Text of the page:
Google and China: from drama to crisis in one easy step

This morning’s Observer column.

ONE USEFUL spin-off from the developing story of Google’s difficulties with the Chinese communist regime is that it may finally spur the west to discard the rose-tinted spectacles through which it has chosen to view China in the past decade – and not before time.

The west’s response to China’s rapid industrialisation was determined by a recipe blending three parts greed with one part naivety. The greed was understandable: the stupendous rate of Chinese economic growth triggered a desperate desire for a slice of the action. Everywhere, whether in companies or universities, one found a palpable determination to “get into China”. In the political world, we saw western governments scramble to out-do one another in fawning upon visiting Chinese potentates.

Still, greed is part of human nature; we have to make a living, and often behave reprehensibly while doing so. What was less forgivable about the west’s approach was the implicit naivety. It was a product of wishful thinking brought about by market triumphalism, the belief that, in the end, it is impossible to have a capitalist economy without also having liberal political institutions…


  • Full text of Hilary Clinton’s speech on Internet Freedom is here. And Clay Shirky has done a useful abridged version.
  • Microsoft, of course, has no problems with Chinese censorship. Indeed Steve Ballmer thinks the Google view is nuts, at least according to this report:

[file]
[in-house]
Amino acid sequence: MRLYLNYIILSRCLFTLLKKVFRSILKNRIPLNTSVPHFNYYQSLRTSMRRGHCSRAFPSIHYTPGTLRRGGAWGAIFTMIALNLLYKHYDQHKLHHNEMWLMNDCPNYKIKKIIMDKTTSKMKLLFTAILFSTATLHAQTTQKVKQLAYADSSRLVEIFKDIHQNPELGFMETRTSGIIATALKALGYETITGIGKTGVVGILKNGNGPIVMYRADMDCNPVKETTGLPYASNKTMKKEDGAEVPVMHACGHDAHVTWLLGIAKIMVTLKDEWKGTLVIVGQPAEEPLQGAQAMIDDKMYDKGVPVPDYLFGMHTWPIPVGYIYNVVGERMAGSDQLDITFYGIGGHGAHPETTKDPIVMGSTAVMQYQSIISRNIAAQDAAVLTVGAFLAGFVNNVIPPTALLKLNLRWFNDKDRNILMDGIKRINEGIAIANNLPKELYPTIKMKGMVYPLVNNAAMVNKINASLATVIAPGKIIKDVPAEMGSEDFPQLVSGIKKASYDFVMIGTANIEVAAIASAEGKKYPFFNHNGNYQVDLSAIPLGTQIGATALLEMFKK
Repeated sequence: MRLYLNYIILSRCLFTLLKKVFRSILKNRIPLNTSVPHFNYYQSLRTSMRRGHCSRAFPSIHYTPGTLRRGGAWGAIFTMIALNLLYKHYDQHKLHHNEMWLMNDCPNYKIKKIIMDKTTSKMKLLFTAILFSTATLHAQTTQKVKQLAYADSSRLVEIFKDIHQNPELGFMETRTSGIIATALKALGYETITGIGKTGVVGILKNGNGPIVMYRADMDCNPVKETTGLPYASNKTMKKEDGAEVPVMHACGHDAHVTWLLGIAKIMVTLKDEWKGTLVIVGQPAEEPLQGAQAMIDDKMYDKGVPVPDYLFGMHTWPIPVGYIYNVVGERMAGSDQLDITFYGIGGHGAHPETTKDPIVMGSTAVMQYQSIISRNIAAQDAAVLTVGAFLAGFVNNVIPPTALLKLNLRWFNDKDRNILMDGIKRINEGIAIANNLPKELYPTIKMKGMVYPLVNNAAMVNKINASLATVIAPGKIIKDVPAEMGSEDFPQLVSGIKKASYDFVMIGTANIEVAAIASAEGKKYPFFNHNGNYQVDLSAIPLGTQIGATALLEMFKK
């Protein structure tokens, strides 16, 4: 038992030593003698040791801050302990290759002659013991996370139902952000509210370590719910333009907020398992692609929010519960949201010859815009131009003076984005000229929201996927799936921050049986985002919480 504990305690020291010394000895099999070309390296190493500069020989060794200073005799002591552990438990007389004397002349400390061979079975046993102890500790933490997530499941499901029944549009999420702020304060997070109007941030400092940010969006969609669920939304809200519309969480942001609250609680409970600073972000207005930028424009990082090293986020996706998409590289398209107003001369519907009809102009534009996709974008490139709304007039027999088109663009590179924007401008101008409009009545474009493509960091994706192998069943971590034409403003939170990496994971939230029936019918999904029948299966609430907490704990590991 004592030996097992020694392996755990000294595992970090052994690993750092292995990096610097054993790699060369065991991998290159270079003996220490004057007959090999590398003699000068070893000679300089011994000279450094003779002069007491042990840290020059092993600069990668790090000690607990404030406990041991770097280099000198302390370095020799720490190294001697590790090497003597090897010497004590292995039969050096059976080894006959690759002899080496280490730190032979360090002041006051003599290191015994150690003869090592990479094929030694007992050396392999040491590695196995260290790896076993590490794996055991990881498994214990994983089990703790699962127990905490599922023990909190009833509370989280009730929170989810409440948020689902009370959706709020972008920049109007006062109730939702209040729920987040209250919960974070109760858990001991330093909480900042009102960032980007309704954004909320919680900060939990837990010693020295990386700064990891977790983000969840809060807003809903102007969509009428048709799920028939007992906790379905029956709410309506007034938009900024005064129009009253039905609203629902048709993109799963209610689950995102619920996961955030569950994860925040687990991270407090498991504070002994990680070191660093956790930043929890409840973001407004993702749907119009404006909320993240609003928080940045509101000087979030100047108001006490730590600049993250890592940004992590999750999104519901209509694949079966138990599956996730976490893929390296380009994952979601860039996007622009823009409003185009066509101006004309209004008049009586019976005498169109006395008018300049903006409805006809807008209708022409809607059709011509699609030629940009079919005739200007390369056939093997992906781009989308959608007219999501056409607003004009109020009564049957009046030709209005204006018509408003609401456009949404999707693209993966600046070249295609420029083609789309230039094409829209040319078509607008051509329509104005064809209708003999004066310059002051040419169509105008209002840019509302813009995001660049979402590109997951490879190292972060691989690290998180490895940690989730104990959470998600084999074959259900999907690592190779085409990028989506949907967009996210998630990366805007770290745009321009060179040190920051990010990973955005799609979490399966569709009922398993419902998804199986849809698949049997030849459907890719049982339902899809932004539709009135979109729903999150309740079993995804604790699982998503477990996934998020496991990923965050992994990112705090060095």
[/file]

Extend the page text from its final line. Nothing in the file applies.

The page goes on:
At a conference in Houston on Thursday, Microsoft CEO Steve Ballmer spoke critically of Google’s recent decision to stop censoring its search results in China. Paraphrasing some of Ballmer’s statements, Forbes says Ballmer called it an “irrational business decision” on Google’s part.

    Ballmer suggested that Google’s decision to no longer filter out internet searches objectionable to the Chinese government was an irrational business decision. After all, Ballmer said, the U.S. imports oil from Saudi Arabia despite the censorship that goes on in that country.

    “The U.S. is the most extreme when it comes to free speech,” said Ballmer, noting however that even the U.S. bans child pornography, while France bans internet access to Nazi imagery.

    Forbes says Ballmer made the statements during the Q&A session after a speech to oil company executives. Ballmer also said that Bing will comply with requests to censor its search results “if the Chinese government gives us proper legal notice.”

  • Perry Anderson has a terrific piece about Sinomania in the current issue of the London Review of Books.